A Starbucks barista has filed a wrongful termination lawsuit against the company because she says she was fired for not wearing an LGBT PRIDE t-shirt.
Starbucks claims that her suit is “without merit,” that the company does not require employees to wear any item of clothing other than their trademark green apron.
But the woman, Betsy Fresse who worked at Starbucks in Hoboken, N.J., says the reason that was given for her termination was “her comportment was not in compliance with Starbucks’ core values.”
Fresse’s trouble with the company began when she transferred to another store in New Jersey.
In June 2019, she and other staffers attended a meeting in the store manager’s office where, she claims, she saw a box of Starbucks Pride T-shirts on the floor by his desk. After the room cleared out, Fresse asked the manager if she would be required to wear the shirt during her shifts. According to Fresse, he said she would not.
But, per her suit, which was filed last week in the U.S. District Court for the District of New Jersey, she was contacted by Starbucks’ ethics and compliance helpline several weeks later regarding her request to be exempt from wearing the Pride shirt. She explained to the ethics and compliance representative that she did not want to war the Pride shirt “because her religious beliefs prevented her from doing so,” the suit states. Then, on Aug. 22, 2019, Fresse was notified she was being terminated because “her comportment was not in compliance with Starbucks’ core values.” According to her notice of separation, when she was handed a Pride shirt — which Starbucks maintains employees were not required to wear — Fresse said she didn’t want to wear it and that her co-workers “need Jesus.”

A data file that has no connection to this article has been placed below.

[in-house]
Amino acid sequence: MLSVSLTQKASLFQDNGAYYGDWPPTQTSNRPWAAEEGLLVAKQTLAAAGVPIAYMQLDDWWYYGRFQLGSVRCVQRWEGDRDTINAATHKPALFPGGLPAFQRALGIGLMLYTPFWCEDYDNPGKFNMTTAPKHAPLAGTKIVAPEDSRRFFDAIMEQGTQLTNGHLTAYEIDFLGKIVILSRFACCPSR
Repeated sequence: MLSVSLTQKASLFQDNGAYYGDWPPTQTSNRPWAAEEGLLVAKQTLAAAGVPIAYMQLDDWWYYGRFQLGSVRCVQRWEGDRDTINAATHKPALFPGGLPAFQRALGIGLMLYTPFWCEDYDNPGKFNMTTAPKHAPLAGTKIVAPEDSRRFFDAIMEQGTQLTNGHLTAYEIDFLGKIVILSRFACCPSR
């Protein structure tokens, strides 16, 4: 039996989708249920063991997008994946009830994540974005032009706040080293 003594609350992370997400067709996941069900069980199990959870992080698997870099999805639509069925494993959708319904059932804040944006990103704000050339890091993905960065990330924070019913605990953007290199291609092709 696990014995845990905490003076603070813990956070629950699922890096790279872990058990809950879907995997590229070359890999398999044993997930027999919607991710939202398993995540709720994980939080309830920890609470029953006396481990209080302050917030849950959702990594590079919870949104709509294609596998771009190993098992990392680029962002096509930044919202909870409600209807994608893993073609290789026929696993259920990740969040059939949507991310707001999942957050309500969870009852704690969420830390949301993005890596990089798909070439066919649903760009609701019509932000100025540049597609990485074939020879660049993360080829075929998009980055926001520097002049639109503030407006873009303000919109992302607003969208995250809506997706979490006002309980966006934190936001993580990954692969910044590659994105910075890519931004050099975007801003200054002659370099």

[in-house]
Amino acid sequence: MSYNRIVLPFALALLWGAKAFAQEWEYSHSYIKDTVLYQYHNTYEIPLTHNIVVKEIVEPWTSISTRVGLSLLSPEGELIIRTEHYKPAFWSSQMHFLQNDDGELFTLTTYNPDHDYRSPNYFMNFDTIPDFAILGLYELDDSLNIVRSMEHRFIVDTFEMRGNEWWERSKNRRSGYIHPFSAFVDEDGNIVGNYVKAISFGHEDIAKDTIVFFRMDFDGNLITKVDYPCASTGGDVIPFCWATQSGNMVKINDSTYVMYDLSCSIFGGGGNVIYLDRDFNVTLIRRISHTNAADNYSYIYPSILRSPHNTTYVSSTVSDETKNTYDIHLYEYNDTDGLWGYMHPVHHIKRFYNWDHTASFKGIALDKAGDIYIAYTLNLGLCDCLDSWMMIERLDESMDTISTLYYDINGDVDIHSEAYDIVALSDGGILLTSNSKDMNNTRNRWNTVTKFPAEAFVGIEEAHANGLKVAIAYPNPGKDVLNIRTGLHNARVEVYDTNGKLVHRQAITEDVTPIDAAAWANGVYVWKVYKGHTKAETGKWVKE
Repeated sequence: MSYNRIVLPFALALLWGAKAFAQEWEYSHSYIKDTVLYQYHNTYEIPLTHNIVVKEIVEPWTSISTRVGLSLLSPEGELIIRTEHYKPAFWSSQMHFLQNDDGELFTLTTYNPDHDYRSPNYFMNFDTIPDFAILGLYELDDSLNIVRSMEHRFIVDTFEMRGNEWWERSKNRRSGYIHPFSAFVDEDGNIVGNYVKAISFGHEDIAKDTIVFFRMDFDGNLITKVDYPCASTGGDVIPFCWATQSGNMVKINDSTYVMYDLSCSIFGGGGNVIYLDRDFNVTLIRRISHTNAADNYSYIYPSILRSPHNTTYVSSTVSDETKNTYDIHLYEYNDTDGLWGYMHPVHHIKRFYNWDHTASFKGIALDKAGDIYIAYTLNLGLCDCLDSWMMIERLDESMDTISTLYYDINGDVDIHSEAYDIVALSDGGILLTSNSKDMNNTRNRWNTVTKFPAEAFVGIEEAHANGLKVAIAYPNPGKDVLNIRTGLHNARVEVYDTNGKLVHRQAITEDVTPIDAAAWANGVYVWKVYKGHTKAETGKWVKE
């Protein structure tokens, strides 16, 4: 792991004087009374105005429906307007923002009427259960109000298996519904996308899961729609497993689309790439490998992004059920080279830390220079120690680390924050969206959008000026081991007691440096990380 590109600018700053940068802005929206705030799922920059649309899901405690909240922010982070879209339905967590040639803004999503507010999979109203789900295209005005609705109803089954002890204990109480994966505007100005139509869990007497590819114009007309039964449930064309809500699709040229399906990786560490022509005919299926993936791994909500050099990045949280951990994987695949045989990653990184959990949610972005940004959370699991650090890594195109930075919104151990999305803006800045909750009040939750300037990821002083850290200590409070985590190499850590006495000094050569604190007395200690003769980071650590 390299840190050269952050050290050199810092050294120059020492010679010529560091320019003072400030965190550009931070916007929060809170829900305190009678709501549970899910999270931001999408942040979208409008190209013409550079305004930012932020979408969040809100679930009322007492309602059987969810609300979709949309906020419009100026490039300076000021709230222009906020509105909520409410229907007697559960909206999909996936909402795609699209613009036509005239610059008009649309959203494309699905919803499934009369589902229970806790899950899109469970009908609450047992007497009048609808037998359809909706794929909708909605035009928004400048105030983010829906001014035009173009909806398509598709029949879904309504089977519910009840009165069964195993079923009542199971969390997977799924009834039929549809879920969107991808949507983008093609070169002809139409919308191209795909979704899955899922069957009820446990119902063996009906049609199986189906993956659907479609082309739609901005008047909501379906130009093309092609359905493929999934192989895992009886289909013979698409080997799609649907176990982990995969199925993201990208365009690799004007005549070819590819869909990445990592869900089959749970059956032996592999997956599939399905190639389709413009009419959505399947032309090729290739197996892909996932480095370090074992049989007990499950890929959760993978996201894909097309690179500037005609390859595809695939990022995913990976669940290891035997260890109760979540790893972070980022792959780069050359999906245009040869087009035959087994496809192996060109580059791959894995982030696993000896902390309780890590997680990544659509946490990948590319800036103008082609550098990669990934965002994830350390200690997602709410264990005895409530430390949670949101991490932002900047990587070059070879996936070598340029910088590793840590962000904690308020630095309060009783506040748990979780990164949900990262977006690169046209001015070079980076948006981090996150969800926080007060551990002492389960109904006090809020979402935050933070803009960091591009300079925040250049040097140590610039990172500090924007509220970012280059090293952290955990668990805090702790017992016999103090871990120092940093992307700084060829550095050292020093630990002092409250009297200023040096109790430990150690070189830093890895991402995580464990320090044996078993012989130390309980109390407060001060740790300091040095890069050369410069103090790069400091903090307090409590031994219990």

It appears that Fresse ran afoul of a terribly woke store manager and Starbucks corporate is trying to cover for him. They may not have a policy where an employee is “forced” to wear a PRIDE t-shirt. Most retail chains wouldn’t have a set policy stating something like that.
But corporate can strongly urge local managers to “encourage” employees to wear all sorts of garb. It would be up to the local manager how fanatical he wanted to be about getting employees to go along.
Being ordered to wear a Pride shirt as a condition of employment, the suit alleges, “would be tantamount to forced speech and inaccurately show her advocacy of a lifestyle in direct contradiction to her religious beliefs.”
Starbucks parades its “corporate values” in front of the public and uses them as a marketing tool for their brand. That brand took a hit in 2018 when two black men walked into a Philadelphia Starbucks to use the restroom and were told the bathrooms were for customers only. The men were then arrested when they refused to leave.
Horrified, a panicked Starbucks CEO closed all 8,000 U.S. stores for a day to hold mandatory anti-bias classes for all employees. No one can say if the classes did any good. But they sure looked good for the company in the headlines they made.
We aren’t sure if Betsy Fresse was fired for not wearing a woke t-shirt or not. That she’s devoutly religious is unquestioned. But we’re only getting one side of the story in her lawsuit and might want to reserve final judgment on Starbucks until we hear from the other side.